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Thoughts on the responses to my facebook question about what belief you won’t give up in these politically fraught times

Several weeks ago I asked my several thousand Facebook followers — most of whom are on the left, some of whom are on the right — what they would not give up of their beliefs as we move forward in these politically fraught times.  Things have only gotten worse since that time, with Trump raging out of control and executing a political scorched earth policy toward anyone who challenges his personal position on anything at all, having now blurred the lines between his increasingly erratic internal monologue and the national self interest.

The Republican senators, one of the most cowardly groups of politicians ever, who somehow have forgotten their morals and courage in an effort to appease the unbalanced narcissist who hijacked their party, have gone the extra step of floating out the idea that since Trump’s position equals the national interest, anything he does to achieve reelection is legal because it is in the national interest.  This is the clearest path to dictatorship we will ever see, and moves us into territory that imperils the very system of government on which our nation is based.  This must be stopped so that no one, from the left or the right or anywhere else, can ever hijack our government for his or her personal interest.  Whether or not you think Trump is a bad person, this represents governmental suicide for a democracy such as ours.

What my facebook followers showed me in their answers is a possible way forward that can salvage our national dialogue and, hopefully, our democratic system.  It involves elevating that dialogue from an argument over what is right and what is wrong to a dialogue about how to achieve what we all see as a common purpose.  And the place where my followers showed me a common purpose is our common belief that the future of our children must be our paramount concern.  This sounds obvious and even a bit naive, but it is not.  Right now we are contending over a grab bag of specifics that can all be subsumed into the overarching argument of individual freedom versus collective responsibility.  This argument is at the core of our American political and cultural identity, but it is predicated on a philosophical difference, not based in a search for a solution to a commonly shared political aspiration.

My unscientific survey through my facebook page showed me that our commonly shared political aspiration is creating a better life for our children.  Now this can easily subsume differences in opinion and political positions.  The right-leaning folks will say that the way they choose to do this, and their moral responsibility, is to provide the greatest opportunity and the best economic footing for their own children.  The furthest left will say it is teaching our own children the need to share and sacrifice and always making decisions for the seventh generation.  In between will be any number of arguments about obligation versus opportunity which can, of course, devolve into arguments about individual freedom versus collective responsibility.  But if we keep the discussion focused on the common goal and always return to that commonality, we will not devolve into the kind of political fistfight we find ourselves in at the present moment.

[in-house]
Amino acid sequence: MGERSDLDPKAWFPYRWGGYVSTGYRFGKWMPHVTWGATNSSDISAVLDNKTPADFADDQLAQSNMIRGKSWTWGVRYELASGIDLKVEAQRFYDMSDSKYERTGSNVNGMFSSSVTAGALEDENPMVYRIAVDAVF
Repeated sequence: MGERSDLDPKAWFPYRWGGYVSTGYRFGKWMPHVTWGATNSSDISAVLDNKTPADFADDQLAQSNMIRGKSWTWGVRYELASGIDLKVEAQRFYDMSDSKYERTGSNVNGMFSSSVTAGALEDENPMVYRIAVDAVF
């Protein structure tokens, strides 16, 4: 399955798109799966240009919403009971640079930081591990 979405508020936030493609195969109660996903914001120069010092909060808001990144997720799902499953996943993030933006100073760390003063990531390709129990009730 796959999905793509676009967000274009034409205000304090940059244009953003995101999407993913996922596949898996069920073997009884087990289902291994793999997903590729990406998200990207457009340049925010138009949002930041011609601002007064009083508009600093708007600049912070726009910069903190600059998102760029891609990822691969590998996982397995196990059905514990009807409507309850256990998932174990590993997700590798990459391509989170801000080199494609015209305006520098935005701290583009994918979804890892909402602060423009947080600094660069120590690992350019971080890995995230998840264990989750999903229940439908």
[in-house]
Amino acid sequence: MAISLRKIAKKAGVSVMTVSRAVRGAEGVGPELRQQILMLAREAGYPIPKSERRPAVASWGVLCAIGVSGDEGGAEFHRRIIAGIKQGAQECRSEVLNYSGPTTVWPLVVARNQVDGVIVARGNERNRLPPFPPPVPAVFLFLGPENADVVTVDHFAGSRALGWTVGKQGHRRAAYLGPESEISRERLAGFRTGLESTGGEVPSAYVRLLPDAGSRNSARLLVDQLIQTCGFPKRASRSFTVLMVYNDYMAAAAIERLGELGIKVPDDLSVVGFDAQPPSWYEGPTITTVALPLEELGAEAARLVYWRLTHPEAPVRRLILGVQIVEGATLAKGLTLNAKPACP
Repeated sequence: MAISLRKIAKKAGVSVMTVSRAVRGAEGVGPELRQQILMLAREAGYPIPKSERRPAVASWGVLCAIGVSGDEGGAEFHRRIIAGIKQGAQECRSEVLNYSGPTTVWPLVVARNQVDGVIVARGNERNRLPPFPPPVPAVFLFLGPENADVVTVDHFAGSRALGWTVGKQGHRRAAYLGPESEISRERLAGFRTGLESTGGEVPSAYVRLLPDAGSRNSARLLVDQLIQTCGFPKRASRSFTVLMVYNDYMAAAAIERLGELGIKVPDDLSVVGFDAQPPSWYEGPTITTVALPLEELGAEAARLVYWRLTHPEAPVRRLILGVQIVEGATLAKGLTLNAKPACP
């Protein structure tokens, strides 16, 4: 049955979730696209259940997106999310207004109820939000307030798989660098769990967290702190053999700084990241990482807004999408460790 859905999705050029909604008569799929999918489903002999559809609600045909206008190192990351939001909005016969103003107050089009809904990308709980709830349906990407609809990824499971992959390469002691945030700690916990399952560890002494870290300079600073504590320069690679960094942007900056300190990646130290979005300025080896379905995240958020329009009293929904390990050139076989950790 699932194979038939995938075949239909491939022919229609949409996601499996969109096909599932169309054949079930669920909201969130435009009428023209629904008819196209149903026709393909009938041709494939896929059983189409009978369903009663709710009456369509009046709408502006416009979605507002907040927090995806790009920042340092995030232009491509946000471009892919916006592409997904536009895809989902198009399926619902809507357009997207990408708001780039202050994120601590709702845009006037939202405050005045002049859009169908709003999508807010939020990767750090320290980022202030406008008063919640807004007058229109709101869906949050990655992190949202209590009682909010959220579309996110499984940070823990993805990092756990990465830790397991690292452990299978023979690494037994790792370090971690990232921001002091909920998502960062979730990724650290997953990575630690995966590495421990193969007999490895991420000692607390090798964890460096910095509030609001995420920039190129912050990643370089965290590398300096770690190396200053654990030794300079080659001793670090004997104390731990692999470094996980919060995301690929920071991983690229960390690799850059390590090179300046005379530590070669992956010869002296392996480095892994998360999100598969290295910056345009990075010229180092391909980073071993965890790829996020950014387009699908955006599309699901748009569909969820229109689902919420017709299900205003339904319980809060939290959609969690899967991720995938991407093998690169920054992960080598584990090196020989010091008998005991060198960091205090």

Right now our minds are completely filled with the poisonous presence of Trump.  Although we are a culture that celebrates personalities and individuals, it is unhealthy to have the focus of our national dialogue be an individual, not matter who that individual is.  Individuals, both the best and the worst, die.  Ideas do not die, or, at least, they do not have to.  We need a common unifying idea to pull us out of this malaise.  The survival of the planet is a worthy one, but it is too subject to argument.  The good of the children is more immediate and ties immediately into images that touch each of us at our moral core.

I do not know how we change a national dialogue, and I am not claiming that my idea is the only one or the best.  But our national dialogue must change, and I believe it must change to something that touches us all at our moral heart.  As always, I go back to Chief Sitting Bull:  “Come, let us put our minds together to see what kind of life we can create for our children.”

Come on by if you are in the Denver/Boulder area– 21 September, 12:45, Boulder Public Library

Kent Nerburn

Kent Nerburn is an American author widely known for his insights into Native American culture.  His trilogy Neither Wolf nor Dog, The Wolf at Twilight, and The Girl who Sang to the Buffalo are core works in multicultural curricula throughout the world. His most recent work, Dancing with the Gods, is a collection of thoughts and reflections for young artists about the unseen joys and hidden challenges of a life in the arts.